Things to see & do in Cambridge, MA before you die, aside from the education bit
May 9, 2012 9:23 PM   Subscribe

Farewell, Boston & Cambridge! (What to see/do before I go)

An answer in this thread sparked the following question: I'm about to leave Cambridge/Boston in the next week and a half or so (probably) forever: what should I see or do before then to take advantage of this awesome, history-rich place? I have no car (or access to one) so all answers should be T-able. I am a just-very-recently former grad student with little money and a mortal fear of trying to drive around here.
posted by smirkette to Travel & Transportation around Cambridge, MA (22 answers total) 42 users marked this as a favorite
If you haven't, you simply must check out the Isabella Stewart Gardner Museum.

There's also Cristina's Homemade Ice Cream Shoppe/Spice store.

The Harbor Islands are also very pretty now.
posted by spunweb at 9:29 PM on May 9, 2012 [3 favorites]

The Mt. Auburn Cemetery
posted by brujita at 10:20 PM on May 9, 2012 [2 favorites]

Amending brujita to say: this is just the right time of year to walk along the Charles to Mt Auburn Cemetery as early in the morning as you can bear. Climb the tower, stroll through the graveyard, admire the bird watchers and the birds. Meander back through Cambridge streets.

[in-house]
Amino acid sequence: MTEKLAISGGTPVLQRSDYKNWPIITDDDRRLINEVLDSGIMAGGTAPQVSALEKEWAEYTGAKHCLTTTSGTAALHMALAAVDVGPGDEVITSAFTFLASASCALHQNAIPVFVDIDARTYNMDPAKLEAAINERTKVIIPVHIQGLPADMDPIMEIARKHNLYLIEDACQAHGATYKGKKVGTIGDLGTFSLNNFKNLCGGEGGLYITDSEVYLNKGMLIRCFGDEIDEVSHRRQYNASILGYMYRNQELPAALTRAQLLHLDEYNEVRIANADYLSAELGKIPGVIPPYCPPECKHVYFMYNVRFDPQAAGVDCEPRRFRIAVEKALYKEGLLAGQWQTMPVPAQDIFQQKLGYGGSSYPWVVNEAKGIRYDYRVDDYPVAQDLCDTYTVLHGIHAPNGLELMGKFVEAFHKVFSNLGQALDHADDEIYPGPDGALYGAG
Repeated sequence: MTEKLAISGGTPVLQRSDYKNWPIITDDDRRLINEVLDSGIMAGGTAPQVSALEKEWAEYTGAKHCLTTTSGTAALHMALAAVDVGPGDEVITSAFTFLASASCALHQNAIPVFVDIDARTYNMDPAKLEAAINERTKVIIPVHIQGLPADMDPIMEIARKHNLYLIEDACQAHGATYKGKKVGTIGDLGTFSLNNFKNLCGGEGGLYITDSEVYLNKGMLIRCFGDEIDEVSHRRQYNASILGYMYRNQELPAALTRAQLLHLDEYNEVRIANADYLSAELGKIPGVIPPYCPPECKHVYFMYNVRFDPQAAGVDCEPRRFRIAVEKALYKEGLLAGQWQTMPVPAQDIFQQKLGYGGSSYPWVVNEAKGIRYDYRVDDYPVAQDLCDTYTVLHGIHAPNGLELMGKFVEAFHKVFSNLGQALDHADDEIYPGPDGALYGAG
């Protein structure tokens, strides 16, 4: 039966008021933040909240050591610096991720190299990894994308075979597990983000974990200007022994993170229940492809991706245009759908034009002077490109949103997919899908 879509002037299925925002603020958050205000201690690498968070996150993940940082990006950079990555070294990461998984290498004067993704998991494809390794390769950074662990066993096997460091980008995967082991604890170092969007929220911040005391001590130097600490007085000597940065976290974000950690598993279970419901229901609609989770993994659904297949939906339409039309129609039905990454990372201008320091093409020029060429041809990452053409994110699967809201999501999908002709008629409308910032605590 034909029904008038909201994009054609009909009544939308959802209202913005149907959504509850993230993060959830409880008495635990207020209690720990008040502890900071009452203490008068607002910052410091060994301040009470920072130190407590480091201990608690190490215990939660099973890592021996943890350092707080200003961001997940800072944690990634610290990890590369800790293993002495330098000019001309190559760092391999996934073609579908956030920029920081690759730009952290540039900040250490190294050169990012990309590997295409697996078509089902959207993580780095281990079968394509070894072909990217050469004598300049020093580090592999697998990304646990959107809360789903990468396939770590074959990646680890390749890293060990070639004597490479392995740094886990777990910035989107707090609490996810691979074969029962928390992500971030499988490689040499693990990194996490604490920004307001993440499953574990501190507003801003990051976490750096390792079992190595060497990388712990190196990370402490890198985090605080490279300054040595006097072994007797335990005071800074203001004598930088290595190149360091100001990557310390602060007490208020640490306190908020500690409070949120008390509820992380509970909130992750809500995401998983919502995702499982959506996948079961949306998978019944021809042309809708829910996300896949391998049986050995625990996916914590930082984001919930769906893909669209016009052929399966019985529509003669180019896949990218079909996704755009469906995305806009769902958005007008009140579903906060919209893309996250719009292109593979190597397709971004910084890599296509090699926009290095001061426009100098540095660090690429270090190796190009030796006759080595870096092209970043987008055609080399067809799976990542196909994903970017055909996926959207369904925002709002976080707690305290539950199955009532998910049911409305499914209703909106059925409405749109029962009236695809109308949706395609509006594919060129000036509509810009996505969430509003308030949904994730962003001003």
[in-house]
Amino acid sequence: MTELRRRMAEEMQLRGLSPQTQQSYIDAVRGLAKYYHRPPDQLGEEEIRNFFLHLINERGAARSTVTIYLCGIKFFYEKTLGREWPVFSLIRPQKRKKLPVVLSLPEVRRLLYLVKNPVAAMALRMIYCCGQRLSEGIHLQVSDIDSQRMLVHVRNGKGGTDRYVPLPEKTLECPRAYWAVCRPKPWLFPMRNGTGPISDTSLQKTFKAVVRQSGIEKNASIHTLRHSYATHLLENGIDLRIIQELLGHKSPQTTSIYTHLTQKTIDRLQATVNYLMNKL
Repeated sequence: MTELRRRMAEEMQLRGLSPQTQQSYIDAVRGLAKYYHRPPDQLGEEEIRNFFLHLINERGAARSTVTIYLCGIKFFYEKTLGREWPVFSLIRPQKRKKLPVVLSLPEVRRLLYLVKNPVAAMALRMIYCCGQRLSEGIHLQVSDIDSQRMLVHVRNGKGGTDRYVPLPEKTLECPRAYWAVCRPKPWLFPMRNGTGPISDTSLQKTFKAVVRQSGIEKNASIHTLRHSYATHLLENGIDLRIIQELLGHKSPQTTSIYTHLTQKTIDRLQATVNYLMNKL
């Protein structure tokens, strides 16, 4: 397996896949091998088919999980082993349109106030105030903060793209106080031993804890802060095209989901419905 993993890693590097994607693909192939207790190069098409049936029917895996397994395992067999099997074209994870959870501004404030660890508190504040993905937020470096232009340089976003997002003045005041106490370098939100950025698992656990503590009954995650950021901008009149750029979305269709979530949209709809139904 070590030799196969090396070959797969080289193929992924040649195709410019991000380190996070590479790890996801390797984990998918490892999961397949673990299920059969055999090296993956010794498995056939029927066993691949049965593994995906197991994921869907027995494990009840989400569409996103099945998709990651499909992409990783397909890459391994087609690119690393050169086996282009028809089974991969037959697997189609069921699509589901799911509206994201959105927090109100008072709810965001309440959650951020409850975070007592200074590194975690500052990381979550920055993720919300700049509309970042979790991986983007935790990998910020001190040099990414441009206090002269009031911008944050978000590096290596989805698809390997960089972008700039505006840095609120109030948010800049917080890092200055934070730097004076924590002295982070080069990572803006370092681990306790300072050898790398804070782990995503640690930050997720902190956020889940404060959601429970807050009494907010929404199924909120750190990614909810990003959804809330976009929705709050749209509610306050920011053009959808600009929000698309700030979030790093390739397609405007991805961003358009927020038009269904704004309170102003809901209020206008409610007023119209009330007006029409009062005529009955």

posted by tavegyl at 10:41 PM on May 9, 2012 [1 favorite]

some of this you presumably have done

The North End (maybe combine that with the Freedom Trail), touristy as hell but also that way for a reason, if you do the whole thing you start at the Common and end up in North End just in time for a series of dinners at little Italian joints.

Fenway, if you like baseball AT ALL.

The Common on a nice spring day.

Anyway, that's what I'd do with some of my last 48 hours in town. I went to first grade in Brookline and my family have visited very intermittently since, most recently this past November. We got out of town on a serious historical cheese tour, but without a car you miss out on Plymouth, Plimouth Plantation, and Mystic Seaport.